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Journal Article

Correction of physiologically induced global off-resonance effects in dynamic echo-planar and spiral functional imaging

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http://pubman.mpdl.mpg.de/cone/persons/resource/persons84137

Pfeuffer,  J
Department Physiology of Cognitive Processes, Max Planck Institute for Biological Cybernetics, Max Planck Society;

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Citation

Pfeuffer, J., de Moortele P-FV, Ugurbil K, Hu, X., & Glover, G. (2002). Correction of physiologically induced global off-resonance effects in dynamic echo-planar and spiral functional imaging. Magnetic Resonance in Medicine, 47(2), 344-353. doi:10.1002/mrm.10065.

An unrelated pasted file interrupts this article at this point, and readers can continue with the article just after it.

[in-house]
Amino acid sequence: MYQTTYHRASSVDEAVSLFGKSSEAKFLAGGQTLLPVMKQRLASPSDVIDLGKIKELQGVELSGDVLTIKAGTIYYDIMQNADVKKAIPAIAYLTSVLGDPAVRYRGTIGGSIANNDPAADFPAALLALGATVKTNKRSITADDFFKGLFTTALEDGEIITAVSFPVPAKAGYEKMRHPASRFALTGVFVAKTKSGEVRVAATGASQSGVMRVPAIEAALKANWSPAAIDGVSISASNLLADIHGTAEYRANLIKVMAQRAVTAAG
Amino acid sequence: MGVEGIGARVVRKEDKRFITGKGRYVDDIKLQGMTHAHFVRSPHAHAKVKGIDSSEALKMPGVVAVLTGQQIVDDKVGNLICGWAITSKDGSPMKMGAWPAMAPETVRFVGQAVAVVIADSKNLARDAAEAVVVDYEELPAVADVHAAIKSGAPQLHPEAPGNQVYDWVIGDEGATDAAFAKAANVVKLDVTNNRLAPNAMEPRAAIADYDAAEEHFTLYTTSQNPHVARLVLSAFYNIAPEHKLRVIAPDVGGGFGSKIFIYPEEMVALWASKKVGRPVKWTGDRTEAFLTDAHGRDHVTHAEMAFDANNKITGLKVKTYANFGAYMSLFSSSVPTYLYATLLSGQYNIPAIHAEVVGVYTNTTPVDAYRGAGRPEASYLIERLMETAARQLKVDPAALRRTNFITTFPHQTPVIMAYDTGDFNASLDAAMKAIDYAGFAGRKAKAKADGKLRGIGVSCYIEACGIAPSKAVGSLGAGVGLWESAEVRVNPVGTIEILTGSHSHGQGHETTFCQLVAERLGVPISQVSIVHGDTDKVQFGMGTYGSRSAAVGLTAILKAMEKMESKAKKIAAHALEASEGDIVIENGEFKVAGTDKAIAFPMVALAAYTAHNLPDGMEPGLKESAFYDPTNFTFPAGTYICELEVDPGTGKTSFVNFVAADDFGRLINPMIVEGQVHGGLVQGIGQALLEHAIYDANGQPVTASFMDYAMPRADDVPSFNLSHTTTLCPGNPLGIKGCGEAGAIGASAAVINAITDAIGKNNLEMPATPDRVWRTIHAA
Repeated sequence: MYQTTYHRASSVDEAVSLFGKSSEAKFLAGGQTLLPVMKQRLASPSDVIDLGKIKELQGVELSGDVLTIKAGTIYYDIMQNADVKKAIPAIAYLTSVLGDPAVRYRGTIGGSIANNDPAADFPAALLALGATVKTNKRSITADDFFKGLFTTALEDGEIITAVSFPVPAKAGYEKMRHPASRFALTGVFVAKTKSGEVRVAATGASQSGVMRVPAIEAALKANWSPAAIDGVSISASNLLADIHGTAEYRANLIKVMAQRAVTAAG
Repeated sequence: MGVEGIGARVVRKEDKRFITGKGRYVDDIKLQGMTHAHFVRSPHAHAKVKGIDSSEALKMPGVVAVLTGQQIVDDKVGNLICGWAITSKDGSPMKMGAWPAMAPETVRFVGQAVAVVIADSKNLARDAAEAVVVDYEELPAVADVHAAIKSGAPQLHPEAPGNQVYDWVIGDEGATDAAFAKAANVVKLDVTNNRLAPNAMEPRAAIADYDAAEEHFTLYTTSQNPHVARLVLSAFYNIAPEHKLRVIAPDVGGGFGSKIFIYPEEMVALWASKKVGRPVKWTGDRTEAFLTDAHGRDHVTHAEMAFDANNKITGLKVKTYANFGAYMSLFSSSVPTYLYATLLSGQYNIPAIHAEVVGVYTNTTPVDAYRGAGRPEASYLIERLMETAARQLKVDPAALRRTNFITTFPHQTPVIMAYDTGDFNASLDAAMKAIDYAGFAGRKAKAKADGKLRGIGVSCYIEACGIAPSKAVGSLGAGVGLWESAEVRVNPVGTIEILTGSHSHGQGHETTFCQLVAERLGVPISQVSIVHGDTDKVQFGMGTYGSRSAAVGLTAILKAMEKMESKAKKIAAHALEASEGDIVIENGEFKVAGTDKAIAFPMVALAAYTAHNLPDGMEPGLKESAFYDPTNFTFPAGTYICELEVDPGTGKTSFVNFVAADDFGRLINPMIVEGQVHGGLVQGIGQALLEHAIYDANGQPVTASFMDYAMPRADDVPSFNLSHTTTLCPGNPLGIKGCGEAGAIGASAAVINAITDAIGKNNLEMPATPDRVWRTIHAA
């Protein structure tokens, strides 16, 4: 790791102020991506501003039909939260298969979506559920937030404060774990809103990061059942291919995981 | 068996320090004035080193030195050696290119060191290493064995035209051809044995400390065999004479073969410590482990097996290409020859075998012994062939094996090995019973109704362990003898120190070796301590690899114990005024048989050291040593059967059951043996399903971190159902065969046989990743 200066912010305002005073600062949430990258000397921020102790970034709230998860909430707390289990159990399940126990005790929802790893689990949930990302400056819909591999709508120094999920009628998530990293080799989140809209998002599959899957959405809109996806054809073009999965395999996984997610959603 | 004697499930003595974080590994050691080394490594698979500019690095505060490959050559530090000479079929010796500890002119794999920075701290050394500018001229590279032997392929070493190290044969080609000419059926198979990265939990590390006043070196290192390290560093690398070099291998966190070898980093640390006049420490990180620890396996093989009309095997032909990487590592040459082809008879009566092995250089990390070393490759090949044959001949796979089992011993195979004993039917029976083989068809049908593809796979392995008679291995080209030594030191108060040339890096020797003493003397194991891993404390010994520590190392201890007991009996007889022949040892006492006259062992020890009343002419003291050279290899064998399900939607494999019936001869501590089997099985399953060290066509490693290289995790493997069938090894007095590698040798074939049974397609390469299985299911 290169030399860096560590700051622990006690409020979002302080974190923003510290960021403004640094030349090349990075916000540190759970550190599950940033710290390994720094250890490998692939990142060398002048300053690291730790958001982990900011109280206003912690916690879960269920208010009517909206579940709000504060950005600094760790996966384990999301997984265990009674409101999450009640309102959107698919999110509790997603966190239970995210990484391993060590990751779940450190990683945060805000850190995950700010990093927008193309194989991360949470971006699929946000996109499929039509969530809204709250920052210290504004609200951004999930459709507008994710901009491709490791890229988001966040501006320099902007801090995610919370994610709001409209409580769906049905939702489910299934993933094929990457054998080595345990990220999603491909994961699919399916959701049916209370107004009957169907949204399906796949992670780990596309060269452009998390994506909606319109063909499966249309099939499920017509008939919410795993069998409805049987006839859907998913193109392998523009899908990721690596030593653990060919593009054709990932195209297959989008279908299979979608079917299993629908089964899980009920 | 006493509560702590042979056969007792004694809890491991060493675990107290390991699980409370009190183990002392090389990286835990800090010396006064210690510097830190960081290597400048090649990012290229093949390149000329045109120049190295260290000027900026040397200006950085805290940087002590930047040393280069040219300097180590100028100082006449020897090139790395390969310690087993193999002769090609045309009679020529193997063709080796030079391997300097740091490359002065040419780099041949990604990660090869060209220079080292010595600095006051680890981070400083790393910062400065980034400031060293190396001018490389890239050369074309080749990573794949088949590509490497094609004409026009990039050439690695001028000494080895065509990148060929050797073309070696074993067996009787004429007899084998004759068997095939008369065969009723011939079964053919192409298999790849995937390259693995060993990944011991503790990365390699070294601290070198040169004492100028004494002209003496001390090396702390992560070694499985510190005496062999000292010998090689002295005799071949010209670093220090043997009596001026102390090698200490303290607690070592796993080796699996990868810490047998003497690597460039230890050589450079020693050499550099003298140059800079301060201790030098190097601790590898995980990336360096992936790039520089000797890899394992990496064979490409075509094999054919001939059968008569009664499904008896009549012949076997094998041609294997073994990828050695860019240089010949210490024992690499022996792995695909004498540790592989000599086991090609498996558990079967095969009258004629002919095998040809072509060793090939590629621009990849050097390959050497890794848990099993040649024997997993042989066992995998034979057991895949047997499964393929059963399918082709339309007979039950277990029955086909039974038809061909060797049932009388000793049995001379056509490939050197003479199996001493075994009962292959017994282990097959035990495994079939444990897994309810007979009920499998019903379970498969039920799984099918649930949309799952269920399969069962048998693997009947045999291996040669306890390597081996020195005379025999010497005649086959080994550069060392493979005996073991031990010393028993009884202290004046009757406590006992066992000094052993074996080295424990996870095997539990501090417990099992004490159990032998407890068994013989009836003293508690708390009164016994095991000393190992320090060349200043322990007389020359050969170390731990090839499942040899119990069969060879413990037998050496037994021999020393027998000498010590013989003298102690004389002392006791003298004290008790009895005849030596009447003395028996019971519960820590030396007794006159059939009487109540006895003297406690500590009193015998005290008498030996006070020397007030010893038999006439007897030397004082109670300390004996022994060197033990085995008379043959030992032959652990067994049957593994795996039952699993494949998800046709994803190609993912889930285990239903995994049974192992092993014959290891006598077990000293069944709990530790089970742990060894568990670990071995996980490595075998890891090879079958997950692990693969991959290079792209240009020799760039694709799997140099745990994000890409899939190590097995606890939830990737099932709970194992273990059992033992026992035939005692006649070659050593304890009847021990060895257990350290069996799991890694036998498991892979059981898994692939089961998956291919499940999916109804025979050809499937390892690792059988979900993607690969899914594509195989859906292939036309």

Cite as: http://hdl.handle.net/11858/00-001M-0000-0013-E020-0
Abstract
In functional magnetic resonance imaging, a rapid method such as echo-planar (EPI) or spiral is used to collect a dynamic series of images. These techniques are sensitive to changes in resonance frequency which can arise from respiration and are more significant at high magnetic fields. To decrease the noise from respiration-induced phase and frequency fluctuations, a simple correction of the “dynamic off-resonance in k-space” (DORK) was developed. The correction uses phase information from the center of k-space and a navigator echo and is illustrated with dynamic scans of single-shot and segmented EPI and, for the first time, spiral imaging of the human brain at 7 T. Image noise in the respiratory spectrum was measured with an edge operator. The DORK correction significantly reduced respiration-induced noise (image shift for EPI, blurring for spiral, ghosting for segmented acquisition). While spiral imaging was found to exhibit less noise than EPI before correction, the residual noise after the DORK correction was comparable. The correction is simple to apply and can correct for other sources of frequency drift and fluctuations in dynamic imaging.